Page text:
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Publication numberUS4501851 A
Publication typeGrant
Application numberUS 06/584,441
Publication dateFeb 26, 1985
Filing dateFeb 28, 1984
Priority dateSep 10, 1982
Fee statusPaid
Publication number06584441, 584441, US 4501851 A, US 4501851A, US-A-4501851, US4501851 A, US4501851A
InventorsJames H. Williams
Original AssigneeBorden, Inc.
Export CitationBiBTeX, EndNote, RefMan
External Links: USPTO, USPTO Assignment, Espacenet
Urea-formaldehyde precursor
US 4501851 A
Abstract
Urea-formaldehyde precursors are produced in a two-stage process. In the first stage, urea is slowly added to an acidic solution of formaldehyde at a pH of 1.0 or less, at a rate that maintains the temperature at 50 C. but not in excess of 98 C. When an F/U mole ratio of 3.25:1 to 2.5:1 has been attained, the pH is adjusted to the basic side, generally from about 7.2 to about 8.0. In the second stage, additional urea is added to the condensate produced in the first stage, to attain an F/U mole ratio of 3.0:1 to 2.5:1. The condensate and precursor have fertilizer applications. The precursor is useful in urea-formaldehyde resin production.
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Claims(29)
What is claimed is:
1. A process for preparing a urea-formaldehyde resin precursor having an F/U mole ratio of 5:1 to not below 2.5:1, that comprises an acidic condensation as a first step, which condensation comprises
slowly charging urea to an acidic aqueous formaldehyde solution having an initial pH of from about 0.5 to about 1.0 while maintaining the temperature of the solution in the range from about 50 C. to about 98 C., until the initial F/U mole ratio is not above 5:1 and not below 3.0:1, and then
neutralizing the reaction mixture to a pH of 7.2 to 8.0.
2. The process of claim 1 wherein urea is charged at a temperature not above 95 C., the reaction mixture is neutralized to a pH of 7.2 to 7.9, then a final charge of urea is added to adjust to a final F/U mole ratio to 3.25:1 to 2.5:1.
3. A process in accordance with claim 2 wherein the reaction mixture is neutralized to a pH in the range of 7.7 to 7.9, and the F/U mole ratio after the addition of the final charge of urea is 2.6:1 to 2.5:1.
4. A process according to claim 3 wherein the solids content of the product obtained is from 60% to 69% by weight.
5. The process of claim 1 wherein urea is charged at a temperature not above 95 C., and sufficient urea is added that the F/U mole ratio of the product is from 3.25:1 to 3.0:1.
6. The process of claim 5 wherein the F/U mole ratio of the product is 3.1:1.
7. The process of claim 5 wherein the reaction mixture is neutralized to a pH in the range of 7.7 to 7.9, and the F/U mole ratio after the addition of the final charge of urea is 2.6:1 to 2.5:1, and wherein the reactants are selected and added so that the solids content of the product is from 60% to 64% by weight of the product.
8. A process according to claim 2 wherein the viscosity of the final product of the process as produced is from 30 cps to 100 cps, as measured on a Brookfield RVF viscometer using a No. 1 spindle at 90 rpm at 25 C.
9. A process according to claim 8 wherein, after the final charge of urea is added, the pH is adjusted to 7.2 to 8.0.
10. A process for preparing a urea-formaldehyde resin precursor having an F/U mole ratio of 3.25:1 to 2.5:1, comprising:
slowly charging urea to an acidic aqueous formaldehyde solution having a pH of 0.8 to 1.0, while maintaining the temperature of the solution in the range from about 50 C. to about 98 C., to form a condensate having an initial F/U mole ratio from 5:1 to 3.0:1, and then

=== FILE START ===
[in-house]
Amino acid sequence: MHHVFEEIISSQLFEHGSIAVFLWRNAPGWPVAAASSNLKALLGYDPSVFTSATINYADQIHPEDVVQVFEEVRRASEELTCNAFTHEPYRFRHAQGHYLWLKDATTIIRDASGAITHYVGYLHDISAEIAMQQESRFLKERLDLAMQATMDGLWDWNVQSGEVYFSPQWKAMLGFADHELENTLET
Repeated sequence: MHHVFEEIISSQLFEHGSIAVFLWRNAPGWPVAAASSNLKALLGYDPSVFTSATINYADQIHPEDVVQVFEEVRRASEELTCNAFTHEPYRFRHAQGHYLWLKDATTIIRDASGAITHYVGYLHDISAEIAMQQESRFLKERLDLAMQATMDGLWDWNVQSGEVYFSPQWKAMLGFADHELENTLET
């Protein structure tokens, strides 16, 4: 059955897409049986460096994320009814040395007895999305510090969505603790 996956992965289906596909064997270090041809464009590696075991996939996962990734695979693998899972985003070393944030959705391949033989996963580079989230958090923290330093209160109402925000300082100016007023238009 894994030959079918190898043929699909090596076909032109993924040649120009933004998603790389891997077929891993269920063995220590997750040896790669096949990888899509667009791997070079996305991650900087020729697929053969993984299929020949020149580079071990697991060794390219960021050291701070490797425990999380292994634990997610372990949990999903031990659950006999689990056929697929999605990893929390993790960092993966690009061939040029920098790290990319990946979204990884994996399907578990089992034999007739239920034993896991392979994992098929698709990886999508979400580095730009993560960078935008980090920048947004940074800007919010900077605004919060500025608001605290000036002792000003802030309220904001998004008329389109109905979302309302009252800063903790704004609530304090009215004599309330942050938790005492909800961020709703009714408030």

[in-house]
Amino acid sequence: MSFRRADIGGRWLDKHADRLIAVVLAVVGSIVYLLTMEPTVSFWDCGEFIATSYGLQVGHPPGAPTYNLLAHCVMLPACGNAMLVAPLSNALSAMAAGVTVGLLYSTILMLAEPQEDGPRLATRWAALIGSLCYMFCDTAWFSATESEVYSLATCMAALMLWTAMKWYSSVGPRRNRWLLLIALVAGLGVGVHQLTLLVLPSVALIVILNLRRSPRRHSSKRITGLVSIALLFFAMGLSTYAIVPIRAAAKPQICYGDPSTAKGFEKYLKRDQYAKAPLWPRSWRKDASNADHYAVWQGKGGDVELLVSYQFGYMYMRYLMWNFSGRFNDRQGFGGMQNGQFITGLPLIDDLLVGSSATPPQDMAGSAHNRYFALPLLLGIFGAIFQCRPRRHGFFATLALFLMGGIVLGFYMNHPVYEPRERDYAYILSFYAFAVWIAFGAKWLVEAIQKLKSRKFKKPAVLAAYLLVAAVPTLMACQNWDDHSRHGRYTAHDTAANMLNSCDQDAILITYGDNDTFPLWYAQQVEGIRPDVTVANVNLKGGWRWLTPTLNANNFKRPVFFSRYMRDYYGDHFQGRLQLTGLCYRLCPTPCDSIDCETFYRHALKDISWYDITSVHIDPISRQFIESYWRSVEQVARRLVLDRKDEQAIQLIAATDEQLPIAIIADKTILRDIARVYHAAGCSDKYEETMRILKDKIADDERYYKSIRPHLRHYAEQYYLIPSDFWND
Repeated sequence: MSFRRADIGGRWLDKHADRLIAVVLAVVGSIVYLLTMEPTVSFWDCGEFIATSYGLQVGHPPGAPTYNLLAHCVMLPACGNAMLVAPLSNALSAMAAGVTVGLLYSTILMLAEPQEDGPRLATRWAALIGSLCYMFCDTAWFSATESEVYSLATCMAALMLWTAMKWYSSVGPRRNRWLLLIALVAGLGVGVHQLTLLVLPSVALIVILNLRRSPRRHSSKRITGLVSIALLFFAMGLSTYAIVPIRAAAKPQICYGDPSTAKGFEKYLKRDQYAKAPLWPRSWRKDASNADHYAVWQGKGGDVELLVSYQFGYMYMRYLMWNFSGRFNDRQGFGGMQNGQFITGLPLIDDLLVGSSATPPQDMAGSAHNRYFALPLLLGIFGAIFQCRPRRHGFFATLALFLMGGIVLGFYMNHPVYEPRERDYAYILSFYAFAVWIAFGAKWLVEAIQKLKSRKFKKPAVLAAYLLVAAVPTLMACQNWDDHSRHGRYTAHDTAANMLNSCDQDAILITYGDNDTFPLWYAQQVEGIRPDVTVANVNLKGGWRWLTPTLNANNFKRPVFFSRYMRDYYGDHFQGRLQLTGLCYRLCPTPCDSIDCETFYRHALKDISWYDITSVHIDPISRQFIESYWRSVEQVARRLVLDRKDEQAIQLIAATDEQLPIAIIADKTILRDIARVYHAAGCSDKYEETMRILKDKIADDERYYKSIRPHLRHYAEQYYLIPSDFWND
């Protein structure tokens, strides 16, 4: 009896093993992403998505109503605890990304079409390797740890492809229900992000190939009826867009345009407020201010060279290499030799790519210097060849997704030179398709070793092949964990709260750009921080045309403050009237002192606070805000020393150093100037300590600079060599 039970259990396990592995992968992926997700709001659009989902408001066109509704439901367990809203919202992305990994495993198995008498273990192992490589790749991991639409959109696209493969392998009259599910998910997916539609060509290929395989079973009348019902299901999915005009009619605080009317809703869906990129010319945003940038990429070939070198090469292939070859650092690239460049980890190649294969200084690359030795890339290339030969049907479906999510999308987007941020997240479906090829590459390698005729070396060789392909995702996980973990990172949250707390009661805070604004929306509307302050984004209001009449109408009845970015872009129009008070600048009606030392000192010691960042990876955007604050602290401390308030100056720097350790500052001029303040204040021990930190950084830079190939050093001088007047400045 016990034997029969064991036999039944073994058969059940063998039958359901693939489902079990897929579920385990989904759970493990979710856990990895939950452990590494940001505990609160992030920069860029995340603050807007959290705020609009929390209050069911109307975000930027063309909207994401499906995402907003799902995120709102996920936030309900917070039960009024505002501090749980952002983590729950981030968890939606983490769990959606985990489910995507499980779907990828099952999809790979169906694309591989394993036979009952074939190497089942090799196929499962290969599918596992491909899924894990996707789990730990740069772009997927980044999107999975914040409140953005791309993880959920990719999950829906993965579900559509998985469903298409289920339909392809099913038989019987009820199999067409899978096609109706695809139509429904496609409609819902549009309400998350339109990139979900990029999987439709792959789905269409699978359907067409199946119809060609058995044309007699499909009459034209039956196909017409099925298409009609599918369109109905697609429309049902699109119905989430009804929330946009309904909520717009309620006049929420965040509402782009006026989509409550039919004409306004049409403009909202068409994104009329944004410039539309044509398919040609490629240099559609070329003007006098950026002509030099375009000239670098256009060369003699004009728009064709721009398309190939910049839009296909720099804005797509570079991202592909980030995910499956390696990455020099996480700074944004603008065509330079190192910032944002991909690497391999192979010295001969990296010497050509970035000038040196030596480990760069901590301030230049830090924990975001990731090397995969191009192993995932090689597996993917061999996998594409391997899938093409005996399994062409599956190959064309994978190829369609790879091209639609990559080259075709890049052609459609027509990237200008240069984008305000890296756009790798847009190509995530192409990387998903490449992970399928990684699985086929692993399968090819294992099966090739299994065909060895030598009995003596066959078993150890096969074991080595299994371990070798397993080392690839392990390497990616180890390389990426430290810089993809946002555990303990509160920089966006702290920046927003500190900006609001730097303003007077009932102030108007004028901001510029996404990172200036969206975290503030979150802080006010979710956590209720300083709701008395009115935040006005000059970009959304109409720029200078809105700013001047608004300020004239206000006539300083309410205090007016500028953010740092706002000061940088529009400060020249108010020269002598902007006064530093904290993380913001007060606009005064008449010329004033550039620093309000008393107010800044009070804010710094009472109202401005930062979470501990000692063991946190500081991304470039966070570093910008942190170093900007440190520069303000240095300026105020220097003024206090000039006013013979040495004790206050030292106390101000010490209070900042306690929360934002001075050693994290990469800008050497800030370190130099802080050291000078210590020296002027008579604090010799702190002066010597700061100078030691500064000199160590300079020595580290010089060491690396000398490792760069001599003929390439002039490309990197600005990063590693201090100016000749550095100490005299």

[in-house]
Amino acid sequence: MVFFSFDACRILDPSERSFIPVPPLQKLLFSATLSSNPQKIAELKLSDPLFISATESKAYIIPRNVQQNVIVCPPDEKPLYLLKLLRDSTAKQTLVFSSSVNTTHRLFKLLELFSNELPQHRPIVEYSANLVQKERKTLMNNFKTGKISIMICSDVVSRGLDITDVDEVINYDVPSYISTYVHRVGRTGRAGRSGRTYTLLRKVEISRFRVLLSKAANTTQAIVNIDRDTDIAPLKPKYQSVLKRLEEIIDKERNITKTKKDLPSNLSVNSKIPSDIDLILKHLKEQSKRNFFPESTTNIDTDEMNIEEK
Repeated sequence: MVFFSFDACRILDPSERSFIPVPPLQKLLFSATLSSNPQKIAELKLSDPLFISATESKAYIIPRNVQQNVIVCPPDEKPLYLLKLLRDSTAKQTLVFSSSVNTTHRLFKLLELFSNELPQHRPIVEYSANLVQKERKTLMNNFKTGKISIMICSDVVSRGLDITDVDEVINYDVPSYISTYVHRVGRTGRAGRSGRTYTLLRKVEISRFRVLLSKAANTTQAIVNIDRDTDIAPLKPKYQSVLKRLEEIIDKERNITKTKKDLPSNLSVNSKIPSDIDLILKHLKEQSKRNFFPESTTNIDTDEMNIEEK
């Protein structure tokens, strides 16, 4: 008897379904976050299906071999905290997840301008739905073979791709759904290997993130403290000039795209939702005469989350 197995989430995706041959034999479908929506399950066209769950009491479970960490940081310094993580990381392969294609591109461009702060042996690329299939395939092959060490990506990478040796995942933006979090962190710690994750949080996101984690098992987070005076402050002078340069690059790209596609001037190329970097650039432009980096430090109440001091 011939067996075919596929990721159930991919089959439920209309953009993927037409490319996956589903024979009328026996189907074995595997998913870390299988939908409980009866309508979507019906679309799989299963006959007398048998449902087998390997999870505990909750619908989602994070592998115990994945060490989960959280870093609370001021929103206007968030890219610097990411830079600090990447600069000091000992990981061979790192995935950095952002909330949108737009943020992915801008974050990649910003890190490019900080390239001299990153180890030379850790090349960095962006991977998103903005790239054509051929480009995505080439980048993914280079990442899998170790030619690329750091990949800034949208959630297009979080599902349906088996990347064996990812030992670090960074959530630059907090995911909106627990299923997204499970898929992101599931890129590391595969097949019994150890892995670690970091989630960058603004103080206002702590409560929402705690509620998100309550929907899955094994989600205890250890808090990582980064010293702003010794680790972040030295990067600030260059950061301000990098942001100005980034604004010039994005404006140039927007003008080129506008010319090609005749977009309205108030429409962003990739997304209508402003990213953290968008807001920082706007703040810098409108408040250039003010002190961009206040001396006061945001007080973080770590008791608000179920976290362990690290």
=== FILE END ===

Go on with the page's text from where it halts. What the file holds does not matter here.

adjusting the pH of the condensed reaction mixture to 7.2 to 8.0, then
adding more urea to attain an F/U mole ratio in the range from 3.25:1 to 2.5:1, and then
adjusting the pH of the final reaction product to 7.2 to 8.0.
11. The process of claim 10 wherein the urea is added to the acidic formaldehyde solution at a temperature not above 85 C. and sufficient urea is initially added to the acidic formulation that the F/U mole ratio of said condensate is from 3.25:1 to 3.0:1.
12. The process of claim 11 wherein, in the step of adding more urea to the condensate, urea is added to attain a final F/U mole ratio of the resin precursor of from 3.0:1 to 2.5:1.
13. A process according to claim 12 wherein the resin precursor product as produced has a viscosity in the range from 30 cps to 100 cps, is adjusted to a pH of 7.4 to 7.9, and has a solids content of from 60% to 69%.
14. The process of claim 11 wherein, in the step of adding more urea to the condensate, urea is added to attain a final F/U mole ratio of the resin precursor of 3.0:1 to 2.5:1, the viscosity of the final reaction product as produced is in the range from 30 cps to 100 cps, the pH is adjusted to the range from 7.4 to 7.9, and the solids content is in the range from 60% to 69%.
15. The process of claim 14 wherein urea is added to a final F/U mole ratio of 2.6:1 to 2.5:1, and wherein the solids content of the final reaction product is in the range from 60% to 66%.
16. A urea-formaldehyde condensation product produced by the process of claim 1.
17. A urea-formaldehyde resin precursor product produced by the process of claim 10.
18. A urea-formaldehyde resin precursor product produced by the process of claim 15.
19. A urea-formaldehyde condensate that is characterized by having an initial F/U mole ratio of from 5:1 to 2.5:1, produced by an initially acidic reaction between urea and formaldehyde at an initial pH less than about 1.0, said condensate being adjusted to a pH of 7.2 to 8.0, having a solids content of 60% to 69%, and having a storage life at 72 F. greater than 102 days without becoming cloudy or settling.